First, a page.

Archives For Little Barrier Island

Naturalist, conservationist and herpetologist, Dylan van Winkel, has worked in an a variety of challenging environments, both in New Zealand and abroad. Today he writes about a recent visit to Hauturu/Little Barrier Island as part of a Pacific gecko translocation.

This post was originally published on Dylan’s blog.

Pacific gecko on Astelia sp. flower. Photo © Dylan van Winkel.

Pacific gecko on a Astelia sp. flower

Situated 15 miles from Cape Rodney, and 11 miles from Aotea/Great Barrier Island, Hauturu/Little Barrier Island bursts out of the ocean; its knife-edged ridges rising to 2,370 ft at the summit of Mount Hauturu.

The 3,038 hectare island is fringed by an almost continuous boulder beach—except where vertical cliffs plummet into the ocean.

Rocky shore and driftwood on Hauturu coastline. Photo © Dylan van Winkel.

Hauturu/Little Barrier Island typical coastline landscape

It is a site steeped in rich Māori cultural tradition and nationally significant conservation initiatives; and is home to some of New Zealand’s rarest and most threatened fauna and flora.

Sphenodon punctatus (Northern tuatara). Photo © Dylan van Winkel.

Northern tuatara—this fellow is part of an island breed-for-release programme

The name Hauturu, was traditionally bestowed by Toi, who arrived in New Zealand from Hawaiki circa 1150 AD in search of his grandson Whatonga.

It was said that the island was uninhabited by “ordinary mankind” but on the misty summits lived the patu-pai-arehe/fairies, visiting the coastline only at night or in misty weather to fish and collect kai moana/sea food (Hamilton 1961).

While the thought of night-faring fairies is somewhat hard to believe, there is undoubtedly some truth in the myth, as at night, the island truly becomes alive!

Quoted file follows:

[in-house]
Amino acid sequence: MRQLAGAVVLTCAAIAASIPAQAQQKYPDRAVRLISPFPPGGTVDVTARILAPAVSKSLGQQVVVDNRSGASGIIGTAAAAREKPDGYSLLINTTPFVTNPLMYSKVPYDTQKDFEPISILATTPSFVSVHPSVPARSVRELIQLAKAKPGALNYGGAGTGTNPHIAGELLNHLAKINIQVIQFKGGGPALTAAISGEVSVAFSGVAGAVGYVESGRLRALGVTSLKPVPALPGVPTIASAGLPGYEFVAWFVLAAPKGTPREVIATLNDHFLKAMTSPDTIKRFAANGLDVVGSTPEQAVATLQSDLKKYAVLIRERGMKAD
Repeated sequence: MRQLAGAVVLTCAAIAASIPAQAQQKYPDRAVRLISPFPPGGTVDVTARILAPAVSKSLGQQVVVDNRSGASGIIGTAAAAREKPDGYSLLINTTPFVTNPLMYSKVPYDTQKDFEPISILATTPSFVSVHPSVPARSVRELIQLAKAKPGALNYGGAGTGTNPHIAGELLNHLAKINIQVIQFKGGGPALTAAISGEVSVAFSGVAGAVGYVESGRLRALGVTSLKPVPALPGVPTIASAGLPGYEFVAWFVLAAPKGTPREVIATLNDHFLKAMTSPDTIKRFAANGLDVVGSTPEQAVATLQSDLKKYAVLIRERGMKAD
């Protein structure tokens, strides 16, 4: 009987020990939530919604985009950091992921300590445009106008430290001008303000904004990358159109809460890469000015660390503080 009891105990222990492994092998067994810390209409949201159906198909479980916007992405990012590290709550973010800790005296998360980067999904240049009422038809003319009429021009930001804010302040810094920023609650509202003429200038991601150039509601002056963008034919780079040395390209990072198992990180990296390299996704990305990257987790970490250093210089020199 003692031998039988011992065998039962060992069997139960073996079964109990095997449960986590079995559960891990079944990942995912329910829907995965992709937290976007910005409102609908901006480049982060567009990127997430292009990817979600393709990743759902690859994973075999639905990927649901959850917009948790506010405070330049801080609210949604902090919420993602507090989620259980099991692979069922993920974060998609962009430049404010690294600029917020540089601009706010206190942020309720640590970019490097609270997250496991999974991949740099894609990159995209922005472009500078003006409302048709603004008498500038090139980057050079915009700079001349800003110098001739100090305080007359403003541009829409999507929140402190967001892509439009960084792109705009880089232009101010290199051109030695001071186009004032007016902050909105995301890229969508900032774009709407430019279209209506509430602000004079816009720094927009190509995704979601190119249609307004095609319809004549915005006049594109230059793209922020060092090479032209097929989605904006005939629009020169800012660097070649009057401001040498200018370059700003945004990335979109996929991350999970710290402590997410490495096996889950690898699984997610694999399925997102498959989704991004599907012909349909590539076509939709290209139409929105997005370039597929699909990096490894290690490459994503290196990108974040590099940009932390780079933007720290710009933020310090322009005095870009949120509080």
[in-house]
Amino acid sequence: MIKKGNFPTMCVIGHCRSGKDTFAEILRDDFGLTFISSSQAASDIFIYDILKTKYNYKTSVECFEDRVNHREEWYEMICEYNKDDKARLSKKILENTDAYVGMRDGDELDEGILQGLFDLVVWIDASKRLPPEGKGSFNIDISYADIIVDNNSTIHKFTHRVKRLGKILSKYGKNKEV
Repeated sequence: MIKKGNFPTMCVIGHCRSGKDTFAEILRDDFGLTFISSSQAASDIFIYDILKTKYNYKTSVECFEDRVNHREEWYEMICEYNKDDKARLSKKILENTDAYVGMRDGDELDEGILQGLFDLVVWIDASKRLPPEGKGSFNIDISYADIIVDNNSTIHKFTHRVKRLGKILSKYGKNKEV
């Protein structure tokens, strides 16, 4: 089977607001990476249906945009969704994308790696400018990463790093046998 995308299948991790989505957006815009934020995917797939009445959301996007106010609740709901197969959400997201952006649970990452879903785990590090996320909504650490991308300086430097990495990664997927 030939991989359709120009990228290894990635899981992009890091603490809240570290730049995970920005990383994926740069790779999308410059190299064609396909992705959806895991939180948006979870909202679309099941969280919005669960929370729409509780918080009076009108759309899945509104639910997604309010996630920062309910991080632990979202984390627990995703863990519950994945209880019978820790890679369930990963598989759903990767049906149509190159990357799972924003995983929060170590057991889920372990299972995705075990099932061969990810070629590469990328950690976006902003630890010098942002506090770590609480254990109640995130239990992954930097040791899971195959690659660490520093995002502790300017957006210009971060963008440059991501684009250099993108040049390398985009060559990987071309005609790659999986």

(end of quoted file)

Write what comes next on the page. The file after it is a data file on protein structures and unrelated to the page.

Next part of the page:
Oligosoma smithii (shore skink).  Photo © Dylan van Winkel.

Shore skink

Scaly creatures, spiny giants, venomous villains, feathery beasts, and slimy critters emerge and take over the forest floor. However, even so, walking at night requires cautious and vigilant steps, alerted senses, and often quick reactions to catch a glimpse of the island’s inhabitants.

Little Barrier Island giant weta . Photo © Dylan van Winkel.

Little Barrier Island giant weta—the world’s heaviest insect. So heavy, they are unable to jump effectively

By day, the island is alive with bird song and, in fact, Hauturu harbours the highest number of threatened bird species compared to any other island in the country! Their calls penetrate and echo through the 400-plus species of plants and, in particular, the dawn chorus is mind-blowing; arguably unmatched by any other site in New Zealand.

North Island robin, Mt Hauturu summit. Photo © Dylan van Winkel.

North Island robin, Mt Hauturu summit

In January 2014, I was fortunate enough to join a team of conservationists, lead by Auckland Council ecologist Su Sinclair, on a lizard project, aimed at translocating Pacific geckos (Dactylocnemis pacificus) to two Hauraki Gulf Islands undergoing ecological restoration.

Dactylocnemis pacificus (Pacific gecko) sub-adult on Pohutukawa. Photo © Dylan van Winkel.

Pacific gecko on Pohutukawa

Here are a few photos representing some of the treasures found on Hauturu during our ten day stay in paradise.

More photos can be found on Dylan’s original blog post.

Today’s photo of the week is of one of New Zealand’s famous reptiles—the tuatara.

The tuatara is the only living representative of an ancient lineage, the order Sphenodontia, which is over 250 million years old.

Tuatara.

This week Victoria University of Wellington researchers published rare footage of a tuatara hatching from an egg.

The egg was one of 23 being incubated in captivity this year as part of a joint initiative with DOC and local Hauturu ō Toi/Little Barrier Island Mana Whenua.